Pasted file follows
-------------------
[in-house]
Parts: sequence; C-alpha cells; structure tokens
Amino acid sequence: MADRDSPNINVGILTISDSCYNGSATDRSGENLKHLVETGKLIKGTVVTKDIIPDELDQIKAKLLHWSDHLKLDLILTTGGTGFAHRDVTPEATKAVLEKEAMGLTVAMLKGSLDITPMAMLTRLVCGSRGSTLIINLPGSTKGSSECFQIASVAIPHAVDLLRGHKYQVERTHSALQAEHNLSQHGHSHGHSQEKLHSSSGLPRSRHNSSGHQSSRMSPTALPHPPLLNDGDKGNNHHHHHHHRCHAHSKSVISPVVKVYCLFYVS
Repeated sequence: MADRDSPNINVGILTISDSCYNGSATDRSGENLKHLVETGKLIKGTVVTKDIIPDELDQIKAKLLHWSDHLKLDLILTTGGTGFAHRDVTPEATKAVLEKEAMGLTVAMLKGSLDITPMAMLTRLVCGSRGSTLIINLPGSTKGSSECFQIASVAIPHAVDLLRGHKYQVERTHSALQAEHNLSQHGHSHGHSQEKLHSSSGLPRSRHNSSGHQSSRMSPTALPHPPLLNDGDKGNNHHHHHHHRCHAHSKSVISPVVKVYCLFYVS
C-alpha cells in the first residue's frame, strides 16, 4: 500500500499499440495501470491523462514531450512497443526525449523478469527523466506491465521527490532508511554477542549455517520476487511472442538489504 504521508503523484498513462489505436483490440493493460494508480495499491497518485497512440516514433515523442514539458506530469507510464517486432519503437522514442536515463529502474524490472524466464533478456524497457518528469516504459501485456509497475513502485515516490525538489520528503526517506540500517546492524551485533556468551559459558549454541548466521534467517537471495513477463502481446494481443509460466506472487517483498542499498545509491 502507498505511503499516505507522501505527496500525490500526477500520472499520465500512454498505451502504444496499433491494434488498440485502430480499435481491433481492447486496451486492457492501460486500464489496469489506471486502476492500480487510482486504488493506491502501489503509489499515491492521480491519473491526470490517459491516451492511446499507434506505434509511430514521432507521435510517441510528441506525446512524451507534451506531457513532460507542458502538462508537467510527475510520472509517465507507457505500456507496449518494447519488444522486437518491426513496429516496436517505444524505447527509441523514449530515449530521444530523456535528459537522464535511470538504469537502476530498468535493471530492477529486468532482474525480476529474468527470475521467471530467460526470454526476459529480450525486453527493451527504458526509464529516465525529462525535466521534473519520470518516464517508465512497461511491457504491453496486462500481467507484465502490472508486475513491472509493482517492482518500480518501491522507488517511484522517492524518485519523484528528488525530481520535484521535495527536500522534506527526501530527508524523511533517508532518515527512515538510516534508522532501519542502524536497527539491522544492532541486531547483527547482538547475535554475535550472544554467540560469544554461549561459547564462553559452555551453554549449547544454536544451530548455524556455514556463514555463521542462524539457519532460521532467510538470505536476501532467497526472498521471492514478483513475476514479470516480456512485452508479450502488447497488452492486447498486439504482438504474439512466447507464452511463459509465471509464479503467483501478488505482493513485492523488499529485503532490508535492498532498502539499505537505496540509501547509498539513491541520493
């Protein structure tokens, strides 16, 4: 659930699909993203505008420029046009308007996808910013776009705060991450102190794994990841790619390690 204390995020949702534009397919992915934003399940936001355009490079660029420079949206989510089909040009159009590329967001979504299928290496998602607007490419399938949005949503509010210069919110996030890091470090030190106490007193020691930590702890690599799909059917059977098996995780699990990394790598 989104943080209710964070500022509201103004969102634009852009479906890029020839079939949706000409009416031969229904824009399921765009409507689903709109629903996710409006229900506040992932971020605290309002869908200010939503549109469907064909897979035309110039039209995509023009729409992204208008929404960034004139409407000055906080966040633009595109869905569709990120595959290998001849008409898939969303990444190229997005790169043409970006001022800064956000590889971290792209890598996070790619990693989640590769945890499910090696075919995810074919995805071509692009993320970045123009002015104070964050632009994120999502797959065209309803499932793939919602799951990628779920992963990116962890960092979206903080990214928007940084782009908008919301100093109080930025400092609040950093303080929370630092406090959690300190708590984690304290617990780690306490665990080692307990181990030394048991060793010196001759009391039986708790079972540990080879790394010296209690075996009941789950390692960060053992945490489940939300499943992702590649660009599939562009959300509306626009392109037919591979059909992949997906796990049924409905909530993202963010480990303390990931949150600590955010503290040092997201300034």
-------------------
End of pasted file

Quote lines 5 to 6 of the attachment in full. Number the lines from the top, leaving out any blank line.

C-alpha cells in the first residue's frame, strides 16, 4: 500500500499499440495501470491523462514531450512497443526525449523478469527523466506491465521527490532508511554477542549455517520476487511472442538489504 504521508503523484498513462489505436483490440493493460494508480495499491497518485497512440516514433515523442514539458506530469507510464517486432519503437522514442536515463529502474524490472524466464533478456524497457518528469516504459501485456509497475513502485515516490525538489520528503526517506540500517546492524551485533556468551559459558549454541548466521534467517537471495513477463502481446494481443509460466506472487517483498542499498545509491 502507498505511503499516505507522501505527496500525490500526477500520472499520465500512454498505451502504444496499433491494434488498440485502430480499435481491433481492447486496451486492457492501460486500464489496469489506471486502476492500480487510482486504488493506491502501489503509489499515491492521480491519473491526470490517459491516451492511446499507434506505434509511430514521432507521435510517441510528441506525446512524451507534451506531457513532460507542458502538462508537467510527475510520472509517465507507457505500456507496449518494447519488444522486437518491426513496429516496436517505444524505447527509441523514449530515449530521444530523456535528459537522464535511470538504469537502476530498468535493471530492477529486468532482474525480476529474468527470475521467471530467460526470454526476459529480450525486453527493451527504458526509464529516465525529462525535466521534473519520470518516464517508465512497461511491457504491453496486462500481467507484465502490472508486475513491472509493482517492482518500480518501491522507488517511484522517492524518485519523484528528488525530481520535484521535495527536500522534506527526501530527508524523511533517508532518515527512515538510516534508522532501519542502524536497527539491522544492532541486531547483527547482538547475535554475535550472544554467540560469544554461549561459547564462553559452555551453554549449547544454536544451530548455524556455514556463514555463521542462524539457519532460521532467510538470505536476501532467497526472498521471492514478483513475476514479470516480456512485452508479450502488447497488452492486447498486439504482438504474439512466447507464452511463459509465471509464479503467483501478488505482493513485492523488499529485503532490508535492498532498502539499505537505496540509501547509498539513491541520493
């Protein structure tokens, strides 16, 4: 659930699909993203505008420029046009308007996808910013776009705060991450102190794994990841790619390690 204390995020949702534009397919992915934003399940936001355009490079660029420079949206989510089909040009159009590329967001979504299928290496998602607007490419399938949005949503509010210069919110996030890091470090030190106490007193020691930590702890690599799909059917059977098996995780699990990394790598 989104943080209710964070500022509201103004969102634009852009479906890029020839079939949706000409009416031969229904824009399921765009409507689903709109629903996710409006229900506040992932971020605290309002869908200010939503549109469907064909897979035309110039039209995509023009729409992204208008929404960034004139409407000055906080966040633009595109869905569709990120595959290998001849008409898939969303990444190229997005790169043409970006001022800064956000590889971290792209890598996070790619990693989640590769945890499910090696075919995810074919995805071509692009993320970045123009002015104070964050632009994120999502797959065209309803499932793939919602799951990628779920992963990116962890960092979206903080990214928007940084782009908008919301100093109080930025400092609040950093303080929370630092406090959690300190708590984690304290617990780690306490665990080692307990181990030394048991060793010196001759009391039986708790079972540990080879790394010296209690075996009941789950390692960060053992945490489940939300499943992702590649660009599939562009959300509306626009392109037919591979059909992949997906796990049924409905909530993202963010480990303390990931949150600590955010503290040092997201300034």